Speaker Creates Police Accountability Workgroup in the House

House Speaker Adrienne A. Jones (D-Baltimore County) presides over the last day of the 2020 General Assembly session. Photo by Danielle E. Gaines

Maryland Speaker of the House Adrienne A. Jones (D-Baltimore County) and House Judiciary Chairman Luke H. Clippinger (D-Baltimore City) said Saturday that they were forming the Workgroup to Address Police Reform and Accountability in Maryland, which will begin meeting in the weeks ahead.

The announcement comes in the wake of another high-profile police killing of an unarmed black man this week in Minneapolis — which has sparked angry protests from coast to coast, including in Baltimore.

“Policing in America is broken. While we have taken a number of positive steps in Maryland, we can’t be satisfied until every citizen has confidence in their police department,” Jones said in a statement. “As the mother of two sons, accountability in policing is not just philosophical, it is personal.”

During the shortened 2020 legislative session, Jones told colleagues she was committed to working on issues around use of force and the Law Enforcement Officers Bill of Rights. House leaders said the events around the country this week have expedited the timeframe for this work to begin this summer instead of in the fall.

The House workgroup will be launching as the Commission to Restore Trust in Policing, created by legislation in 2018 to focus on ways of reforming the Baltimore City Police Department after the Gun Trace Task Force corruption probe, is set to complete its work at the end of this year. That non-legislative group is led by Alexander Williams Jr., a retired federal judge.

“We have done important work in Maryland over the last several years, but it isn’t enough,” Clippinger said. “We are seeing record levels of crime in Baltimore City, at the same time that the Baltimore Police Department is under a federal consent decree. I am hoping to see recommendations for tangible reform that restores trust and helps communities build real relationships with the law enforcement that serve them.”

During this year’s legislative session, Clippinger introduced a bill to improve disclosure of police records, but it didn’t get a full airing once the session ended three weeks early.

The new workgroup will be chaired by Del. Vanessa Atterbeary (D-Howard), the Judiciary Committee vice chairwoman.

“As the mother of three young children, two of whom are boys, issues of police trust and accountability remain in the forefront of my mind each day,” she said in a statement. “The events around the country this week have underscored that we cannot wait another day. We need structural reform ideas from the community and law enforcement to fix this problem in a collaborative way.”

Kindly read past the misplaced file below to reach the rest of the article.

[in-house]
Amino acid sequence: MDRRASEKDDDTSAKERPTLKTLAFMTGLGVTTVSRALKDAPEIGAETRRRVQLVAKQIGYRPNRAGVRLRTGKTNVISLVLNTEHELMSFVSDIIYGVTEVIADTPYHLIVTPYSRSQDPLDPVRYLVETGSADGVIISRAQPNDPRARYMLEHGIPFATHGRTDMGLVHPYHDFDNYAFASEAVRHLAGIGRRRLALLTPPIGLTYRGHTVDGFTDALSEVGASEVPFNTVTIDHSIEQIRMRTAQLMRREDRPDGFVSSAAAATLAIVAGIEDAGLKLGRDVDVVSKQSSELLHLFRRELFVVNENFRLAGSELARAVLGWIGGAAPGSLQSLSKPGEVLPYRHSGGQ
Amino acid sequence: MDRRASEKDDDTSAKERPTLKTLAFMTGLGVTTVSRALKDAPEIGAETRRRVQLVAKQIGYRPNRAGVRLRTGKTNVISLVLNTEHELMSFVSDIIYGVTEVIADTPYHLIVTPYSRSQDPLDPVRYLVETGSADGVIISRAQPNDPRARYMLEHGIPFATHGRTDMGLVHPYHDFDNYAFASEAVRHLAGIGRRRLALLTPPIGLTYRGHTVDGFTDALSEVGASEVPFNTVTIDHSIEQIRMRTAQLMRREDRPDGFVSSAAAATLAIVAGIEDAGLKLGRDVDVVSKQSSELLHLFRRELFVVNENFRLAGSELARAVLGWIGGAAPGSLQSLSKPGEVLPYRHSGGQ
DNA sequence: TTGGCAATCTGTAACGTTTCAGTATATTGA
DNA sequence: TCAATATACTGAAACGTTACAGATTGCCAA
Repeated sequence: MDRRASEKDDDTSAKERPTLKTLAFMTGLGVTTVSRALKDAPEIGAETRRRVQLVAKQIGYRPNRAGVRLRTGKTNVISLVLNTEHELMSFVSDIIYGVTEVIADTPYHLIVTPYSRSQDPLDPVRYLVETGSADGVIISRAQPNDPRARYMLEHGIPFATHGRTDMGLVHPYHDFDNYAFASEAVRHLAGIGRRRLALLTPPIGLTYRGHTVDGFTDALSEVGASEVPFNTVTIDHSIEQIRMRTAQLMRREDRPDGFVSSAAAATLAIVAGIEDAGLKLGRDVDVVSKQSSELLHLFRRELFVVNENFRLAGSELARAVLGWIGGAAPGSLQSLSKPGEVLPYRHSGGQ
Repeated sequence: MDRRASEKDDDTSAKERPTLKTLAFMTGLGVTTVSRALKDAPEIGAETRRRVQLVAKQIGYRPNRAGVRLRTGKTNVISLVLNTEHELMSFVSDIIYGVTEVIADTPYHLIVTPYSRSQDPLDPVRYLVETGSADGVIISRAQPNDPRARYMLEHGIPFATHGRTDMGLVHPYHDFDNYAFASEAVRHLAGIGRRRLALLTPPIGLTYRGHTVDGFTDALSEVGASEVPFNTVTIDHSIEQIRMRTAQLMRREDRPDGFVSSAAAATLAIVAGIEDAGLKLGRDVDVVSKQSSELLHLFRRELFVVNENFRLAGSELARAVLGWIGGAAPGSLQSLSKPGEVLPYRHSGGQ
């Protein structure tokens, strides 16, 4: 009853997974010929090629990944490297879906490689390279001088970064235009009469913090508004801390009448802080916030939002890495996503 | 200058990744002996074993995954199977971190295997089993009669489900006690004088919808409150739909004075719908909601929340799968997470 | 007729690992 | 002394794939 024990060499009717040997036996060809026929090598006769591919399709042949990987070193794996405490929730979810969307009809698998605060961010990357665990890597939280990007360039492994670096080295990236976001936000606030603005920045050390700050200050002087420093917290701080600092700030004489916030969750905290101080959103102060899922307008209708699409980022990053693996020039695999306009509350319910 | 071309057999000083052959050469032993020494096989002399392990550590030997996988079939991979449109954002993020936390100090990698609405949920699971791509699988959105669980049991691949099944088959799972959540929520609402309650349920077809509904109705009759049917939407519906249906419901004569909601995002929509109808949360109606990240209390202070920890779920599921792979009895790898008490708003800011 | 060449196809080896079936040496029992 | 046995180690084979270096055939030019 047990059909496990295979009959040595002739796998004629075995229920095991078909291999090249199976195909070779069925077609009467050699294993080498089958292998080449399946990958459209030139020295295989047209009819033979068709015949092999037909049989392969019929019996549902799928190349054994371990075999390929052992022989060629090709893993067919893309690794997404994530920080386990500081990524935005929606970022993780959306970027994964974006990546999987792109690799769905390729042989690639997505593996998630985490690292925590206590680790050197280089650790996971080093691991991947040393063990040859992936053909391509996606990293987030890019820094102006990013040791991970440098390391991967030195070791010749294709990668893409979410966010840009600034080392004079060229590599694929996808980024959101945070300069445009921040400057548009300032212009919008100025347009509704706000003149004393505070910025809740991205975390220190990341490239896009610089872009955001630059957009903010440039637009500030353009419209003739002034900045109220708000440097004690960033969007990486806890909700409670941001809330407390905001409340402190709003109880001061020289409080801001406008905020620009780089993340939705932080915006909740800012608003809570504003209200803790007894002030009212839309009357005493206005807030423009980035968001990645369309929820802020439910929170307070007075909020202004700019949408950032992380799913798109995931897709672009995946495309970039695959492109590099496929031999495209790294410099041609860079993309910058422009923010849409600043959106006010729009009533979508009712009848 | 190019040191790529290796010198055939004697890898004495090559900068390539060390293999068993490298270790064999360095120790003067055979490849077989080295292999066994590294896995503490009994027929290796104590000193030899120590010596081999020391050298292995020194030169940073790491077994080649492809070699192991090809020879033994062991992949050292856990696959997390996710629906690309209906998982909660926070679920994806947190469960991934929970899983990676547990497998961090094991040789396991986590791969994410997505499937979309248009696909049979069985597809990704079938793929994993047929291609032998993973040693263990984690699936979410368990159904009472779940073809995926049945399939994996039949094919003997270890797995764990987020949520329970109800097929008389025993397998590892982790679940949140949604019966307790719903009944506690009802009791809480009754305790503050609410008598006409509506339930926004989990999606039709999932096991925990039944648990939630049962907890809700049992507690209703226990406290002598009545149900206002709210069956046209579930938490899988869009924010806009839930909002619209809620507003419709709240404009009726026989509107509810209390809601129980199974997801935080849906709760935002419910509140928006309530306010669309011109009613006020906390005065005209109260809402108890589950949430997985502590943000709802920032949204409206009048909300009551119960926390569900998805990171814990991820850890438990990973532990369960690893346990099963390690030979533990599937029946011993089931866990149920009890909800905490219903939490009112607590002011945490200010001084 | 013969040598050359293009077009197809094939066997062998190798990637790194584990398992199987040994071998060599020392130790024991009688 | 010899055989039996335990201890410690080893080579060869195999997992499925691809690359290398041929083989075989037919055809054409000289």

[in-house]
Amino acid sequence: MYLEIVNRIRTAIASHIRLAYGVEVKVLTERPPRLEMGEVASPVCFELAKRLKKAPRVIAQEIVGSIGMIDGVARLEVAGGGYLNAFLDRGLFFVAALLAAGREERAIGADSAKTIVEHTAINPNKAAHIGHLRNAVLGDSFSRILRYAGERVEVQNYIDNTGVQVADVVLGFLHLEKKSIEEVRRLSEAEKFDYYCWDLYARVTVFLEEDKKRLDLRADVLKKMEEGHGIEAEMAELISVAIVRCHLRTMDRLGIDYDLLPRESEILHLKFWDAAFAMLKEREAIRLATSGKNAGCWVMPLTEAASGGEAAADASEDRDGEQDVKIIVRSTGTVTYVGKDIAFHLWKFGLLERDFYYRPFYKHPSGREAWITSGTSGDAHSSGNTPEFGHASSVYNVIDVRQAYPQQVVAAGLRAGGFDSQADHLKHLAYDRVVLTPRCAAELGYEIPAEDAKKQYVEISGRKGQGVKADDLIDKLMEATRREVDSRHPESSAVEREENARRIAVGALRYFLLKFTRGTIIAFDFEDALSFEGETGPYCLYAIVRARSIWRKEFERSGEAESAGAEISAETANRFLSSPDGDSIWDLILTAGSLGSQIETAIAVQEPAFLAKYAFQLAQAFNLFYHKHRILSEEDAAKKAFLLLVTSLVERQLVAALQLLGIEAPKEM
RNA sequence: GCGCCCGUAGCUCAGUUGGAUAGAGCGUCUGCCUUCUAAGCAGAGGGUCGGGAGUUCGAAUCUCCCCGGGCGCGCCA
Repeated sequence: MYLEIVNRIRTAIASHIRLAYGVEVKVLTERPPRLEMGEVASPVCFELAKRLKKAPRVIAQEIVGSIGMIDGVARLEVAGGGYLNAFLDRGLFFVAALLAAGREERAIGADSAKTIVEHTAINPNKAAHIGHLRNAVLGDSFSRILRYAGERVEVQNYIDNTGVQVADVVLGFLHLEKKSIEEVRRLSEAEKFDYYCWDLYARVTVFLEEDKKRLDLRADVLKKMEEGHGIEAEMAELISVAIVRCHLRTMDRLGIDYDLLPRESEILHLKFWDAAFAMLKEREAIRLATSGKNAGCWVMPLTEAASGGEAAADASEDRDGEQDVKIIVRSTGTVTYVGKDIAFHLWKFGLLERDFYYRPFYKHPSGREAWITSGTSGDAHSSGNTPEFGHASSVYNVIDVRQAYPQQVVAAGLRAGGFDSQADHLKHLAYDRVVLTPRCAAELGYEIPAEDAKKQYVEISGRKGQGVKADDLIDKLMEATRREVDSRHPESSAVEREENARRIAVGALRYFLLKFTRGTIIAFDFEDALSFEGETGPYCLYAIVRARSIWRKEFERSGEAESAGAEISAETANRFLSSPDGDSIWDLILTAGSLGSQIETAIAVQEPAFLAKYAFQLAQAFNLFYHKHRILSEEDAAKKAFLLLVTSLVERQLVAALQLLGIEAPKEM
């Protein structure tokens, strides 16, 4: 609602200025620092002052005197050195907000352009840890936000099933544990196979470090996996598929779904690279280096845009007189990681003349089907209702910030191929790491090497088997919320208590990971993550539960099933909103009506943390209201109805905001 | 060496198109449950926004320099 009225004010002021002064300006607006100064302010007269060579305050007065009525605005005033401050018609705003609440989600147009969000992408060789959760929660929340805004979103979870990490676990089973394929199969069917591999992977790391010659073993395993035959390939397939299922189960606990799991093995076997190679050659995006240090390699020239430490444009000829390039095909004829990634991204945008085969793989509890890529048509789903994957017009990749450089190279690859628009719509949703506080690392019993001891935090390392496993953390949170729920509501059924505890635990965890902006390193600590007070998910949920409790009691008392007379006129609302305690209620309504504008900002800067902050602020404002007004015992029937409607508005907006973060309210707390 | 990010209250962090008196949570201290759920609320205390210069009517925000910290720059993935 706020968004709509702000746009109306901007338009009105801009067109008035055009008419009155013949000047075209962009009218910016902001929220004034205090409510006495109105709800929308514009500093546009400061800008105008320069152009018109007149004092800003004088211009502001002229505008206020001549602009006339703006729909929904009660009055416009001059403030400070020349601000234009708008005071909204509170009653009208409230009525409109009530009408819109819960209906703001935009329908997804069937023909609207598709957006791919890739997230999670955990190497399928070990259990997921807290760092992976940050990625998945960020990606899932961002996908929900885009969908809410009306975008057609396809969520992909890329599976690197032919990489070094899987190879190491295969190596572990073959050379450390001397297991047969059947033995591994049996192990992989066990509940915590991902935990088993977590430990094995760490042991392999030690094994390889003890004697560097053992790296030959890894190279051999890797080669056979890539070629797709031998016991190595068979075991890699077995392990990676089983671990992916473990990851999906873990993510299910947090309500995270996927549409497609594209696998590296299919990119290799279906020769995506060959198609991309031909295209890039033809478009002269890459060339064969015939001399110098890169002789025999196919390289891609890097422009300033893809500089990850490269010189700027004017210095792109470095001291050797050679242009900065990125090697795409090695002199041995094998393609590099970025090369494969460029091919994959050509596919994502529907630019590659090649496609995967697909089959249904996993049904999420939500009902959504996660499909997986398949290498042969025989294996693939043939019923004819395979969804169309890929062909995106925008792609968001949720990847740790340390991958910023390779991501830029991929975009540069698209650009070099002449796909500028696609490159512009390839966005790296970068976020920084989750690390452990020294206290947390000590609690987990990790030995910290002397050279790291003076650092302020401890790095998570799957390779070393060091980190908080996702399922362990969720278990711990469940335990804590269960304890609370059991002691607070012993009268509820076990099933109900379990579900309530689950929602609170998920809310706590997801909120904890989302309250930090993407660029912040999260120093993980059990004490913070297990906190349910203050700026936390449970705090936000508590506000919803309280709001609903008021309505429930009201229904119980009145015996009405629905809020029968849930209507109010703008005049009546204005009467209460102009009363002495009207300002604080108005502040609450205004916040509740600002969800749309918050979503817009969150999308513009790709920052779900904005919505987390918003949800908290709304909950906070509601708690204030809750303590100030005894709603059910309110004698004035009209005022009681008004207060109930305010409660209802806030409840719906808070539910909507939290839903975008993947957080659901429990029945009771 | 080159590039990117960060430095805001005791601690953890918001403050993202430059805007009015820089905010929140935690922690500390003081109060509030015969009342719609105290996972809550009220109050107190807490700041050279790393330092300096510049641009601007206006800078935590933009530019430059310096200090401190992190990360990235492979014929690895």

According to Jones’ office, the workgroup will:

· Review policies and procedures related to the investigations of police misconduct, including Maryland’s Law Enforcement Bill of Rights statute;

· Determine the viability of uniform statewide use of force policies and arrest procedures;

· Review the use of body cameras and disclosure of body camera footage; and

· Identify national best practices of independent prosecution of law-enforcement related crimes.

The workgroup will begin meeting this summer and will be tasked with making recommendations for the 2021 legislative session.

Members appointed to the workgroup are:

· Speaker Pro Tem Sheree Sample-Hughes (D-Middle Shore)

· Minority Whip Kathy Szeliga (R-Baltimore County)

· Assistant Majority Leader Wanika Fisher (D-Prince George’s)

· Vice Chair of Appropriations Michael Jackson (D-Prince George’s)

· Black Caucus Chair Darryl Barnes (D-Prince George’s)

· Criminal Justice Subcommittee Chair David Moon (D-Montgomery)

· Government Operations Subcommittee Chair Samuel I. Rosenberg (D-Baltimore City)

· Del. Gabriel Acevero (D-Montgomery)

· Del. Curt Anderson (D-Baltimore City)

· Del. Jason Buckel (R-Allegany)

· Del. Debra Davis (D-Charles)

· Del. Mike Malone (R-Anne Arundel)

· Del. Susan McComas (R-Harford)

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Josh Kurtz
Co-founder and Editor Josh Kurtz is the leading chronicler of Maryland politics and government. He began covering the State House in 1995 for The Gazette newspapers, and has been writing about state and local politics ever since. He later became an editor at Roll Call, the Capitol Hill newspaper, and spent eight years at E&E News, an online subscription-only publisher of news websites covering energy and environmental issues. For seven of those years, he led a staff of 20 reporters at E&E Daily, which covers energy and environmental policy on Capitol Hill and in national politics. For 6 1/2 years he wrote a weekly column on state politics for Center Maryland and has written for several other Maryland publications as well. Kurtz has given speeches and appeared on TV and radio shows about Maryland politics through the years.